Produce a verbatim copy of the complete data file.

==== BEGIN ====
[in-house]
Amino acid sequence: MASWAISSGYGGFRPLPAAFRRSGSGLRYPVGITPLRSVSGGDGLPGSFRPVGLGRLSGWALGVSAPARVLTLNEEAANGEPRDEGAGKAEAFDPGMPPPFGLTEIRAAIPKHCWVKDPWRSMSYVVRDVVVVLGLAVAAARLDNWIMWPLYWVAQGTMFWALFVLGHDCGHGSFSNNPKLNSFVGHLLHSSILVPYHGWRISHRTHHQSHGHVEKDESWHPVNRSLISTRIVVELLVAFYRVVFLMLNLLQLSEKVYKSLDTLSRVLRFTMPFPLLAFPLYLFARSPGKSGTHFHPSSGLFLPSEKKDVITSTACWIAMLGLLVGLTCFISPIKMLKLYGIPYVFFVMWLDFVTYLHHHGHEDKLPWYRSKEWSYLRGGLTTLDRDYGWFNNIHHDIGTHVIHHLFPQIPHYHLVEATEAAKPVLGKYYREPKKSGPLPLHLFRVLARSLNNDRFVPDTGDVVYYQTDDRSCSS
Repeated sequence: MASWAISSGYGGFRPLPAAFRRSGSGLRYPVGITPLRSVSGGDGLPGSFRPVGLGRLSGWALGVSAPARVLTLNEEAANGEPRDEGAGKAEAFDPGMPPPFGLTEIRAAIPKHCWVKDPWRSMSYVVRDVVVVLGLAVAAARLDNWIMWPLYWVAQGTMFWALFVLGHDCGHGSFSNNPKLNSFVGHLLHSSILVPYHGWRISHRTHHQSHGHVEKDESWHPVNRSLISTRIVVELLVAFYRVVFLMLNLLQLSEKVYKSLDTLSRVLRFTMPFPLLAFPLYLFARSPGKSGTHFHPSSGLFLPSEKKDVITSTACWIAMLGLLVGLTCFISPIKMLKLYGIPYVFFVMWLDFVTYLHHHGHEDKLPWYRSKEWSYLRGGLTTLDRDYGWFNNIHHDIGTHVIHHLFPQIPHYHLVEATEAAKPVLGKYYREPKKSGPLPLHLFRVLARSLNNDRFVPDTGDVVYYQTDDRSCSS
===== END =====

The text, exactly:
[in-house]
Amino acid sequence: MASWAISSGYGGFRPLPAAFRRSGSGLRYPVGITPLRSVSGGDGLPGSFRPVGLGRLSGWALGVSAPARVLTLNEEAANGEPRDEGAGKAEAFDPGMPPPFGLTEIRAAIPKHCWVKDPWRSMSYVVRDVVVVLGLAVAAARLDNWIMWPLYWVAQGTMFWALFVLGHDCGHGSFSNNPKLNSFVGHLLHSSILVPYHGWRISHRTHHQSHGHVEKDESWHPVNRSLISTRIVVELLVAFYRVVFLMLNLLQLSEKVYKSLDTLSRVLRFTMPFPLLAFPLYLFARSPGKSGTHFHPSSGLFLPSEKKDVITSTACWIAMLGLLVGLTCFISPIKMLKLYGIPYVFFVMWLDFVTYLHHHGHEDKLPWYRSKEWSYLRGGLTTLDRDYGWFNNIHHDIGTHVIHHLFPQIPHYHLVEATEAAKPVLGKYYREPKKSGPLPLHLFRVLARSLNNDRFVPDTGDVVYYQTDDRSCSS
Repeated sequence: MASWAISSGYGGFRPLPAAFRRSGSGLRYPVGITPLRSVSGGDGLPGSFRPVGLGRLSGWALGVSAPARVLTLNEEAANGEPRDEGAGKAEAFDPGMPPPFGLTEIRAAIPKHCWVKDPWRSMSYVVRDVVVVLGLAVAAARLDNWIMWPLYWVAQGTMFWALFVLGHDCGHGSFSNNPKLNSFVGHLLHSSILVPYHGWRISHRTHHQSHGHVEKDESWHPVNRSLISTRIVVELLVAFYRVVFLMLNLLQLSEKVYKSLDTLSRVLRFTMPFPLLAFPLYLFARSPGKSGTHFHPSSGLFLPSEKKDVITSTACWIAMLGLLVGLTCFISPIKMLKLYGIPYVFFVMWLDFVTYLHHHGHEDKLPWYRSKEWSYLRGGLTTLDRDYGWFNNIHHDIGTHVIHHLFPQIPHYHLVEATEAAKPVLGKYYREPKKSGPLPLHLFRVLARSLNNDRFVPDTGDVVYYQTDDRSCSS